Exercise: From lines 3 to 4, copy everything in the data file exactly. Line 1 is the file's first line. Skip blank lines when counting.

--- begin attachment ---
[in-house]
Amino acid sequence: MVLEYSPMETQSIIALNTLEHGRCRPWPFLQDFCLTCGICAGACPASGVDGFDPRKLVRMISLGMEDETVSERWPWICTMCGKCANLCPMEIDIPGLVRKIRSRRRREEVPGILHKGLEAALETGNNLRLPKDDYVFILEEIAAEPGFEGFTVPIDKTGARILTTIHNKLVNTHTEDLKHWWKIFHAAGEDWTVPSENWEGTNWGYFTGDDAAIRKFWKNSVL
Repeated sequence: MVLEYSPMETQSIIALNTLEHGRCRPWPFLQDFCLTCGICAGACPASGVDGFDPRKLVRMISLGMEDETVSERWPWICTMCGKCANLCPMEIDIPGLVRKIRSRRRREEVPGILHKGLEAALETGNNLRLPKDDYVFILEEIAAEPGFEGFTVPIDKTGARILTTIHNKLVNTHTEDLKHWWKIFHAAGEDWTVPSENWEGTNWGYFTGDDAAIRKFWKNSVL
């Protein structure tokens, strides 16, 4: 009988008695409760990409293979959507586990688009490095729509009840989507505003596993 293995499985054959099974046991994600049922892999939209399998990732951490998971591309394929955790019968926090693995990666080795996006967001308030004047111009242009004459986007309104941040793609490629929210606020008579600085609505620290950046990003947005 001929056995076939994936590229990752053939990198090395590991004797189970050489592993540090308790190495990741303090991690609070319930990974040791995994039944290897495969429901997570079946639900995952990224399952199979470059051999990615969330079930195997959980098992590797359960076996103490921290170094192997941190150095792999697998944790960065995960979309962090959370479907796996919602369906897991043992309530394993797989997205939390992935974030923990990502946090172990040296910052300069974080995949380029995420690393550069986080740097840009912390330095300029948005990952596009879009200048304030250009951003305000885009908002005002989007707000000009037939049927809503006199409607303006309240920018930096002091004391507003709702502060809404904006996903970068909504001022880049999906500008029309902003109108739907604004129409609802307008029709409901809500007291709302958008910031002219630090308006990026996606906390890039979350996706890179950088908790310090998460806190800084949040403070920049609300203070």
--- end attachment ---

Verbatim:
Repeated sequence: MVLEYSPMETQSIIALNTLEHGRCRPWPFLQDFCLTCGICAGACPASGVDGFDPRKLVRMISLGMEDETVSERWPWICTMCGKCANLCPMEIDIPGLVRKIRSRRRREEVPGILHKGLEAALETGNNLRLPKDDYVFILEEIAAEPGFEGFTVPIDKTGARILTTIHNKLVNTHTEDLKHWWKIFHAAGEDWTVPSENWEGTNWGYFTGDDAAIRKFWKNSVL
């Protein structure tokens, strides 16, 4: 009988008695409760990409293979959507586990688009490095729509009840989507505003596993 293995499985054959099974046991994600049922892999939209399998990732951490998971591309394929955790019968926090693995990666080795996006967001308030004047111009242009004459986007309104941040793609490629929210606020008579600085609505620290950046990003947005 001929056995076939994936590229990752053939990198090395590991004797189970050489592993540090308790190495990741303090991690609070319930990974040791995994039944290897495969429901997570079946639900995952990224399952199979470059051999990615969330079930195997959980098992590797359960076996103490921290170094192997941190150095792999697998944790960065995960979309962090959370479907796996919602369906897991043992309530394993797989997205939390992935974030923990990502946090172990040296910052300069974080995949380029995420690393550069986080740097840009912390330095300029948005990952596009879009200048304030250009951003305000885009908002005002989007707000000009037939049927809503006199409607303006309240920018930096002091004391507003709702502060809404904006996903970068909504001022880049999906500008029309902003109108739907604004129409609802307008029709409901809500007291709302958008910031002219630090308006990026996606906390890039979350996706890179950088908790310090998460806190800084949040403070920049609300203070």